The last time I posted anything about Scuttlebutt in Everett related to its brewing operation, they were in the old seafood building on Marine Drive. When they moved the pub out by the marina, they put the brewing across town, in an industrial section between Everett Station and I-5. Stopped by a few days ago and was impressed by the technology as well as the philosophy.
As I walked toward the building, I saw Eric Noll, who had been one of my brewing mentors at Gallaghers-Where-You-Brew in Edmonds. Eric offered me a tour, an offer I of course could not refuse. First thing was the bottling line. Scuttlebutt does a lot of trade in 12-oz six-packs and 22-oz singles. Their one machine can do both, switching back and forth.
Eric told me that Scuttlebutt is ramping up to ship to
some giganto distributor in New Jersey, who will put them in markets up and down the east coast. They are looking at being registered in thirteen states in 2013. These guys are running the bottling and labeling line full-tilt to fill those pallets.
All those Navy towns up and down the east coast: good marketing will give Scuttlebutt a niche, with its navy-themed labels like Homeport Blonde (one of my favorite blonde ales) and Gale Force IPA, and the fact that Everett has for years been the home port of at least one carrier, currently the Nimitz, and some smaller ships.
I wondered aloud if Scuttlebutt was going down the industrial-craft beer road. This is not an oxymoron, a contradiction in terms. We think of industrial beer in America in terms of the insipid flavors of Bud and Coors, which we, as consumers, demanded for the last half of the twentieth century. Yet, as Shock Top and Blue Moon demonstrate, the big brewers can make beers that taste better and have some character. Should these be called "craft" beers? Certainly not "microbrews", the old term that seems to have been supplanted by craft beer now. Micro connoted a brewery in a garage, and clearly some of our brewers best known for flavorful beers are way beyond that scale: Redhook, Widmer Bros, in Portland, the Anchor Brewing plant I touned in San Francisco last summer. I think Lisa Morrison may be on the right track in her Craft Beers of the Pacific Northwest when she contrasts the term with wine's terroir: "But instead of being shaped by the soil's condition or mineral content, craft beer's terroir is influenced by the personalities of the brewers, the surrounding communities, and the particular culture that envelops each brewery."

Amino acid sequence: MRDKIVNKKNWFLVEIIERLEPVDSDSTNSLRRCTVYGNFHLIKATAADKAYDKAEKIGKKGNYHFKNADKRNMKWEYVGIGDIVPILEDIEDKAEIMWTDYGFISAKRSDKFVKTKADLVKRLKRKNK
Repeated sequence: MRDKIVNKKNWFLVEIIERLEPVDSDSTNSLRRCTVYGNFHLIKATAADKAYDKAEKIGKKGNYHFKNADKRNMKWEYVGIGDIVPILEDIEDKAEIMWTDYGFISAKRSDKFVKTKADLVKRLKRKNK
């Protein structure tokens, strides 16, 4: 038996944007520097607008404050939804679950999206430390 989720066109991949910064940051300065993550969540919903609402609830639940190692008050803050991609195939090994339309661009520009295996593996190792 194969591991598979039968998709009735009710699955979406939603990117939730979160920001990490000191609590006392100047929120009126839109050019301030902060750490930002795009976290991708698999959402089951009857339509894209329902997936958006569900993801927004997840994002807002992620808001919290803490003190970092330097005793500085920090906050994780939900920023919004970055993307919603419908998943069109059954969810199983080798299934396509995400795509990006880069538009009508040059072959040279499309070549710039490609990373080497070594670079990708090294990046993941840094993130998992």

The brewers at Scuttlebutt look as if they are ready to play around, experiment. Eric. pictured here in front of a row of fermenters, pointed out a large whiskey cask to be used for aging some special brew.